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Australia digital ID gets boost from industry players

As more countries move to adopt digital ID programs, such efforts are attracting the interest of other players in the larger identification ecosystem.

Australia is one of the most recent examples of this, with Mastercard and Thales each taking steps to become more prominent digital ID players in the region.

The payment card network reportedly has launched a digital ID pilot program in Australia with “to develop a new system to verify a person’s identity immediately, safely and securely in both the digital and the physical world,” according to a recent report.

The pilot program will test a new way for people to prove their identity without having to carry multiple documents; instead, using owner data at the heart of the system.

The first part of the pilot included student volunteers from Deakin University testing an identity verification process for student registration and digital exams at the Burwood and Geelong campuses in Victoria.

The general idea of the program involves not only the data that resides on a person’s smartphone or other mobile devices but also uses information from that person’s financial accounts or other sources to bypass the need for what the report called a centralized identity database.

The first part of the pilot included student volunteers from Deakin University “testing an identity verification process for student registration and digital exams at the Burwood and Geelong campuses in Victoria,” the report says.

As Mastercard gears up to further test its digital ID capabilities in Australia, other news has also recently emerged that France-based Thales has won a contract from Queensland to help craft and deploy that state’s mobile driver’s license program.

In addition to digital driver licenses, Thales said the smartphone app will be designed to host a range of other digitized official documents including photo ID cards, marine licenses, vehicle registration, as well as provide access to the Department of Transport and Main Roads’ online services, the report noted.

The app will also include technology from Thales-owned Gemalto — specifically, its Digital ID Platform and Wallet technology.

In 2019, Australia’s nationwide digital identity program took a significant step forward when The Australia Post, the country’s postal service became a trusted provider of a digital proof-of-identity service under the framework administered by the federal Digital Transformation Agency, two years after introducing its Digital iD service.

The digital ID offering from Australia Post was launched in 2017, but it only recently became the second digital identity service provider to receive the trust-mark this week, with the Digital ID system joining the Commonwealth’s myGovID product, which is in a trial phase.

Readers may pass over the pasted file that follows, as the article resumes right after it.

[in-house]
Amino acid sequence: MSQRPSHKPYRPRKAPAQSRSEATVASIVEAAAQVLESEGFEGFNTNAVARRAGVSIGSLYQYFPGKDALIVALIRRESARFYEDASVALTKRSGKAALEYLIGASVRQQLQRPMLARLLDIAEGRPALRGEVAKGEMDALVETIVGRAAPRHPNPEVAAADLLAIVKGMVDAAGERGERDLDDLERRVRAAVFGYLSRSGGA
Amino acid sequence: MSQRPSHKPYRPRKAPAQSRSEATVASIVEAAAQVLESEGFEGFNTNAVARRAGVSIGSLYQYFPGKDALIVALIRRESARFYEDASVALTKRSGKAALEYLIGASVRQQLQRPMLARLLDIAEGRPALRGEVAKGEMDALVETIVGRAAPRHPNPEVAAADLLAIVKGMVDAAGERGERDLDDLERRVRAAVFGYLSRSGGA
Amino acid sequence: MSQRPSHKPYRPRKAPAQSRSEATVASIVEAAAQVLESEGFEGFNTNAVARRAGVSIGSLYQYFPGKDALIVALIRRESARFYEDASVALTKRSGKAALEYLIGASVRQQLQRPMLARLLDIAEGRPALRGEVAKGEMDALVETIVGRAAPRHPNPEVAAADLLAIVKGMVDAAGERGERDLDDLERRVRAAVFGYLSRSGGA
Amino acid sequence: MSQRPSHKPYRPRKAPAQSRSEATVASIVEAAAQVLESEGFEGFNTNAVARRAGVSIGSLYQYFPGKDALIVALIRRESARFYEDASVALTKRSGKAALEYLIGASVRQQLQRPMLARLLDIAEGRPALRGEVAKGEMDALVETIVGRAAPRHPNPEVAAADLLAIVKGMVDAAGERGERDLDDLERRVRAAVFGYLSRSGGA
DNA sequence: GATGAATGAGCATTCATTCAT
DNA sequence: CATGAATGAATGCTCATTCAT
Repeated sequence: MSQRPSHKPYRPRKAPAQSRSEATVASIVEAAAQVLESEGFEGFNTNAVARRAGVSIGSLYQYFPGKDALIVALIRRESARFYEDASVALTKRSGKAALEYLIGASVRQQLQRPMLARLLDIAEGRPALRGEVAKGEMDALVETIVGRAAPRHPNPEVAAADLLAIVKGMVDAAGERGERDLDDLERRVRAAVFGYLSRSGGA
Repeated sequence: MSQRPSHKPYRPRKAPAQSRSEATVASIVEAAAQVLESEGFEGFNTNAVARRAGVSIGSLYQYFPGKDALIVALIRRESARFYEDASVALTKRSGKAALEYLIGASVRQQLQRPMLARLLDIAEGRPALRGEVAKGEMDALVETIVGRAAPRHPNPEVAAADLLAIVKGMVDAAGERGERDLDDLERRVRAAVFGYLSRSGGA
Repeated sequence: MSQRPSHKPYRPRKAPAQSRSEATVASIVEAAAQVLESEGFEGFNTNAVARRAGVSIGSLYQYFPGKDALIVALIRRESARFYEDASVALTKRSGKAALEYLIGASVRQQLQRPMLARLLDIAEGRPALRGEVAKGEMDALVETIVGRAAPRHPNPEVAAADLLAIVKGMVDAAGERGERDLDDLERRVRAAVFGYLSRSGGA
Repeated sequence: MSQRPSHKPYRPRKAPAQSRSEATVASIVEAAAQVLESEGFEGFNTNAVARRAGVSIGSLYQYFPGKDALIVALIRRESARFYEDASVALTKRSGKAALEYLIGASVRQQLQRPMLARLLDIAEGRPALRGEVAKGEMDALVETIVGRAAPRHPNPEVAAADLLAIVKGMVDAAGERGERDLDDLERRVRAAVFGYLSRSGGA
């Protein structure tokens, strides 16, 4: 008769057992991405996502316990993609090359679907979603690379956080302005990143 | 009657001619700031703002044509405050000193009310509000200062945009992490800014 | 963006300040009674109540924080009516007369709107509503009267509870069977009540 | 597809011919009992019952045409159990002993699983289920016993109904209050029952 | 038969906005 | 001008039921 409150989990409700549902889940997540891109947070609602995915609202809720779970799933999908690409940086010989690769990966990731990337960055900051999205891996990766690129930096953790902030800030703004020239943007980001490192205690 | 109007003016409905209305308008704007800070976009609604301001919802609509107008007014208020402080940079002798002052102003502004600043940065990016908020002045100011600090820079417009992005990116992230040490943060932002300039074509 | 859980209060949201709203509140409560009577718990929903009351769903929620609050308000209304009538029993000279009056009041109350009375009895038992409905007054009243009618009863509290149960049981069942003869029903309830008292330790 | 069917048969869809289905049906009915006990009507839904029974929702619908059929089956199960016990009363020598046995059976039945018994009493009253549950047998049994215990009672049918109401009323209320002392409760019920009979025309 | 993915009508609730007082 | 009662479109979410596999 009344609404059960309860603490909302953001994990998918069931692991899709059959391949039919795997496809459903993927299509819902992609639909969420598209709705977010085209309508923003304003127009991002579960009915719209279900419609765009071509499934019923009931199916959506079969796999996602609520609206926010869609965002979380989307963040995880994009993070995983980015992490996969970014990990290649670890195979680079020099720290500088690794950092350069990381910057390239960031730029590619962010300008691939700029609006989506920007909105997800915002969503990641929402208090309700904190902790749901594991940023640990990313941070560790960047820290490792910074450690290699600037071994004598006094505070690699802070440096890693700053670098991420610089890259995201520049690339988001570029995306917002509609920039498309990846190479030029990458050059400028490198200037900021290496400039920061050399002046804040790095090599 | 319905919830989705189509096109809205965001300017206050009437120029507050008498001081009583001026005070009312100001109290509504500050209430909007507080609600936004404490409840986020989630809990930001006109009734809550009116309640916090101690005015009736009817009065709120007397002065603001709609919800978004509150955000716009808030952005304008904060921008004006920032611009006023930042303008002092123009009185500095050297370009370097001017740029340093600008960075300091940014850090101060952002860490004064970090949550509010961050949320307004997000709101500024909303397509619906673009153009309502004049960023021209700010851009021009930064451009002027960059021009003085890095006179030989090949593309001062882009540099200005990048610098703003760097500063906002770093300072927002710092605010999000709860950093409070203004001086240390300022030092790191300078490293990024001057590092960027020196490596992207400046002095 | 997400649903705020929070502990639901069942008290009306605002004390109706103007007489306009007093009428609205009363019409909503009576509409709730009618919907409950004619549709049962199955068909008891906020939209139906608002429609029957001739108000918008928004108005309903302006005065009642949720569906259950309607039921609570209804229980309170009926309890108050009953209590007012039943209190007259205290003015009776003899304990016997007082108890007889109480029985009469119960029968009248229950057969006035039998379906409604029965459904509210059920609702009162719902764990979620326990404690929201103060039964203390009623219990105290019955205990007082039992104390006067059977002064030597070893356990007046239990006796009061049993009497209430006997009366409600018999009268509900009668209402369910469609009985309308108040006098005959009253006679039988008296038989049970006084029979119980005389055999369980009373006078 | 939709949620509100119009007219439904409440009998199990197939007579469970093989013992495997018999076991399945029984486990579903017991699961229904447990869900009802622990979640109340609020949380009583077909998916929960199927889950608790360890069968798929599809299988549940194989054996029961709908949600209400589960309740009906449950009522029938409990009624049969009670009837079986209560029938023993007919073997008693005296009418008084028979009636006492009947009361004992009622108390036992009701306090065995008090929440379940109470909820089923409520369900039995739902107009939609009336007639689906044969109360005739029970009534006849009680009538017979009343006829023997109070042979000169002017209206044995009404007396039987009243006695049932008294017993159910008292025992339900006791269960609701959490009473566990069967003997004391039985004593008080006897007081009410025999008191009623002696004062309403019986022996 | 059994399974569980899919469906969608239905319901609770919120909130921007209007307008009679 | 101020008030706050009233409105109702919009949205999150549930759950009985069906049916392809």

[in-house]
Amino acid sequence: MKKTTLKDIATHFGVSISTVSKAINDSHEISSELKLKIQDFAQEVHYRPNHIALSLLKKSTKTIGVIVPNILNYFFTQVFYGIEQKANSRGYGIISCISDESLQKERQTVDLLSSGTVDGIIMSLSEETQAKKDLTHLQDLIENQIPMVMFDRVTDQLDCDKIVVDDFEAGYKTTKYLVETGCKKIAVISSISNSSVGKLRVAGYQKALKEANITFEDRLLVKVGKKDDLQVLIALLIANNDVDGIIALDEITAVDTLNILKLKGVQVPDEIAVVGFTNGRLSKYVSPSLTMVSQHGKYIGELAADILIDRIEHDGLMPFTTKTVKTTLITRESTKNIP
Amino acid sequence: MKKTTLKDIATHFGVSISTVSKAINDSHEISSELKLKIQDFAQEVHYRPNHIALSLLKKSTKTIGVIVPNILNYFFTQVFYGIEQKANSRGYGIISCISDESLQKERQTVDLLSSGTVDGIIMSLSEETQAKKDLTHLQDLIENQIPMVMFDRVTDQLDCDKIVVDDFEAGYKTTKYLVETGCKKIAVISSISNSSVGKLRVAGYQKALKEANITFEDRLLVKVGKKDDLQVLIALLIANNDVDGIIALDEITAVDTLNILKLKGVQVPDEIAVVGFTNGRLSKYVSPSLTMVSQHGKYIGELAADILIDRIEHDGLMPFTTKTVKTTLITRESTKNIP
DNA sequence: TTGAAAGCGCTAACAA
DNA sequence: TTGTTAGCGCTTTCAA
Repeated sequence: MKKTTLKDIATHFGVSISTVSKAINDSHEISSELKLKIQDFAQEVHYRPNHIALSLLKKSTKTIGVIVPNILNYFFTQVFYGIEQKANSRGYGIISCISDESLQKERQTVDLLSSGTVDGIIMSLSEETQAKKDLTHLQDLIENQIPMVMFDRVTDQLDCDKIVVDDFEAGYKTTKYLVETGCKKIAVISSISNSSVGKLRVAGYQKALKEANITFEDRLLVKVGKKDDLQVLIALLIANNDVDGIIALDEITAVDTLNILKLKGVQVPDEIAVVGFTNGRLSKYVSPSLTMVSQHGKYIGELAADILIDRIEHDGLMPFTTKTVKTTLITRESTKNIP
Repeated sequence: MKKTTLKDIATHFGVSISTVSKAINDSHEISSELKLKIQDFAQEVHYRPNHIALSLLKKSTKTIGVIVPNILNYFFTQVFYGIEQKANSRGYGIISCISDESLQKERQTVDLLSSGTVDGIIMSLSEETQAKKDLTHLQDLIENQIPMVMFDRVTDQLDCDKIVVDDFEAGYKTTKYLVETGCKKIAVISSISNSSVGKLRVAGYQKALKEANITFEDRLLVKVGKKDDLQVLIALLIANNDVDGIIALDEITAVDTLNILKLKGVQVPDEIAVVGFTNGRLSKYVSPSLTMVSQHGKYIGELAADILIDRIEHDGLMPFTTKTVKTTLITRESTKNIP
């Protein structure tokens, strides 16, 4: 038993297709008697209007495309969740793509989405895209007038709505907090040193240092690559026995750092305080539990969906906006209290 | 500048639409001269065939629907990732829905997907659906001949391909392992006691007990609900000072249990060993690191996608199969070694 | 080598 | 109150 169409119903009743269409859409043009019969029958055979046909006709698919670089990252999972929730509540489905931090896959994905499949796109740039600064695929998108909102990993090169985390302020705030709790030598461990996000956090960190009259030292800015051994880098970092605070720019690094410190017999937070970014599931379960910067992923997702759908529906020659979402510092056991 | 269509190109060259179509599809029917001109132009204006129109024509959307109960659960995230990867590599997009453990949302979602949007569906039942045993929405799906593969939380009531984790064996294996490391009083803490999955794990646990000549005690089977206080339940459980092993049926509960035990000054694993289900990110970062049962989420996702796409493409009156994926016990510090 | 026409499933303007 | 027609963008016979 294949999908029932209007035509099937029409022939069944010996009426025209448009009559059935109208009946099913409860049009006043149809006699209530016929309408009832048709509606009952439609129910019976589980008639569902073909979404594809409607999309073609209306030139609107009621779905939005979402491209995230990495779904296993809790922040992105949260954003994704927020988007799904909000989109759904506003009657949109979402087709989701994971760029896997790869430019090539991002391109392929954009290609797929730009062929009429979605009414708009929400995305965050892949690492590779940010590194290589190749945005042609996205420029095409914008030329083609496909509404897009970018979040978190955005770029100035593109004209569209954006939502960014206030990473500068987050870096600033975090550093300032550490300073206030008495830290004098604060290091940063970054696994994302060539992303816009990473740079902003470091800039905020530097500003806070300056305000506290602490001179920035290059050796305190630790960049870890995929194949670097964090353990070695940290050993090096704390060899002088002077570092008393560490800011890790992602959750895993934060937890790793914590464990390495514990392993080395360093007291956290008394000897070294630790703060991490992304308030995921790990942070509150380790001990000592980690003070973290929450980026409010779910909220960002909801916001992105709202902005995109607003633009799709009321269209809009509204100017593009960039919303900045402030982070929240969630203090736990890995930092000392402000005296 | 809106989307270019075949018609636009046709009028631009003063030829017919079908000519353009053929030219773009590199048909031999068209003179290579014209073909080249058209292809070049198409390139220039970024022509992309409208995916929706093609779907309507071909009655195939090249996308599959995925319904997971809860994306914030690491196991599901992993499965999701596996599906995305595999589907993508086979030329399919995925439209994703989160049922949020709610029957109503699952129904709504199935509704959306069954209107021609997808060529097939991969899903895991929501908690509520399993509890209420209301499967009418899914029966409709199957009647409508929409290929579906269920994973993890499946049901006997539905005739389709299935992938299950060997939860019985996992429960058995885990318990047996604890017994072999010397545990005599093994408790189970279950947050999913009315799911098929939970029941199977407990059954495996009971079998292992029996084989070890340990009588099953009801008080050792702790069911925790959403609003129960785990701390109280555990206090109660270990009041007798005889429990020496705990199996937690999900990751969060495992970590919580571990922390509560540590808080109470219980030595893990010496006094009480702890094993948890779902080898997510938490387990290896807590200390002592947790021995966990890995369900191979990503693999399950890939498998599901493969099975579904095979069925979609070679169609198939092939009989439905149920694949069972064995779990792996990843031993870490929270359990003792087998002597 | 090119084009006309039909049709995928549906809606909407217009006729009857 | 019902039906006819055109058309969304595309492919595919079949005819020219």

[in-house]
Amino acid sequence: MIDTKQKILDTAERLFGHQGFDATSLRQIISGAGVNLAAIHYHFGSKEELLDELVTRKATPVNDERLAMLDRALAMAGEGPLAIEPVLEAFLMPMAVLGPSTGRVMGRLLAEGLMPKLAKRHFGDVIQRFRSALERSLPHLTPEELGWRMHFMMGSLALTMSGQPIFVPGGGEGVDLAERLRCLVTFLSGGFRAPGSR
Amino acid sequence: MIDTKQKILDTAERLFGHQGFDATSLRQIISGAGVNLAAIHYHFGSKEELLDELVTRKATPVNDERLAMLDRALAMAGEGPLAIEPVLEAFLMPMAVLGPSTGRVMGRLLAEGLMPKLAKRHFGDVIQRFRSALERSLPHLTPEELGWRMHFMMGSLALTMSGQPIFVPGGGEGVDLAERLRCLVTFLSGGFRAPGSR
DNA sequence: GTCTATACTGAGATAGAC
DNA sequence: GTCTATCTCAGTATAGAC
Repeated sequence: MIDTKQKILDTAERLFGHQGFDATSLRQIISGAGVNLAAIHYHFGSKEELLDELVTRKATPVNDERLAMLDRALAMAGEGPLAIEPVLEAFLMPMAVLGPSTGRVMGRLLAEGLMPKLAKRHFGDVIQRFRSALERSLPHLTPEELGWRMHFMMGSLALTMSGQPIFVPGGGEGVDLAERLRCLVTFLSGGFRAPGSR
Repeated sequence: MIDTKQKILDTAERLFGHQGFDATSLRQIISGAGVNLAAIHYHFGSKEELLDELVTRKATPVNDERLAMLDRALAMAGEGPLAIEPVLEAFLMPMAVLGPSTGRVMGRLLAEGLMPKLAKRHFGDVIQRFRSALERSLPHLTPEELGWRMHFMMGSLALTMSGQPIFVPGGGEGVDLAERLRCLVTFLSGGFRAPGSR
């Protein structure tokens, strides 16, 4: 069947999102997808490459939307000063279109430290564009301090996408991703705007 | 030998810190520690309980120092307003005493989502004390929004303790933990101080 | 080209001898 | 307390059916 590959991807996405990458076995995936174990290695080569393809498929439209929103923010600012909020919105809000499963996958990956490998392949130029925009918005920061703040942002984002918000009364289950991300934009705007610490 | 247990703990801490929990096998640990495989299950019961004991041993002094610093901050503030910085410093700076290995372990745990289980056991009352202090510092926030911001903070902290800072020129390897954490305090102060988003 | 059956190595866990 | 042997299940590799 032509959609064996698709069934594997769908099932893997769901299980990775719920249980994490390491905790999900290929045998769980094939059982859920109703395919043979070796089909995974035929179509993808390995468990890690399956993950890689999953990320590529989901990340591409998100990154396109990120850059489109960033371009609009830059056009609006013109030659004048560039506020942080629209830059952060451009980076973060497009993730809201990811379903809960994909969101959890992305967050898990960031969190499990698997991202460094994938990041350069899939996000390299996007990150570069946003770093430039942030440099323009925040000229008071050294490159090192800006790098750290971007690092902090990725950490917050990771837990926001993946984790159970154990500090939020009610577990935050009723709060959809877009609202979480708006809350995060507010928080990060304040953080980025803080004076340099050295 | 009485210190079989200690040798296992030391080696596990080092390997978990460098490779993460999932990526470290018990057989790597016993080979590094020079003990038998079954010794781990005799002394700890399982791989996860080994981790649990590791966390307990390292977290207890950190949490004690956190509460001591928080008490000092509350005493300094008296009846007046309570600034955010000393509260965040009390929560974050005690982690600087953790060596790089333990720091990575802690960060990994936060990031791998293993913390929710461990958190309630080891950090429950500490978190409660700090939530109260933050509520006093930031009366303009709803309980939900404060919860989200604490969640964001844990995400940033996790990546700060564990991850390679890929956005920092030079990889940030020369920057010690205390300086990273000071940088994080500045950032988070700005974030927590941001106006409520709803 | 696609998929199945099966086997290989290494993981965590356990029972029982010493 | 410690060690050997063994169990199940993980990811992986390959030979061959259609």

Not only that, but Australia Post reported it is the first organization this is not wholly within government to receive that mark from the Digital Transformation Agency.

The Australia Post is proposing a solution that puts the user in control of their identity and attributes.

Protecting citizen data

According to an earlier OpenGov Asia report, The Australian Strategic Policy Institute (ASPI) released a report on the country’s national records and the important role the records play as the collective digital identity of the nation.

The ASPI report explains how an attack on these records could disrupt the day-to-day functioning of society and why more should be done to protect them.

These records are accurate, confidential and not to be tampered with. Living in the digital era means having these digital identity records transformed into electric data and stored virtually in cloud servers.

These servers act as the memory centre of the nation, preserving Australia’s unaltered history. All this digital information may be referred to as “digital identity assets”.

Since these are important for the government to function and are a legacy for future generations, the records are worth protecting.

They collectively embody who and what Australia is as a nation, its journey, as well as its time and place in history.

Any form of theft, manipulation, destruction, or deletion of digital identity can be problematic as courts may not function without the relevant digital records.

Moreover, manipulated property deeds can create legal challenges. Problems in verifying and issuing of passports and visas may also be encountered. Plus, historic records might be tampered with or forged.

The responsibility of protecting national records is too big and too important for the government to do alone.

Historical societies and charitable organisations may need to store hard and soft copies of the same records all over the country.

Relevant laws must mandate cybersecurity situational awareness for telecommunications companies, ISPs, computer emergency response teams, law enforcement and security agencies, but clearly and responsibly.

A legal mandate that is largely based on past incidents may not be an effective strategy to prevent dynamic hybrid threats.

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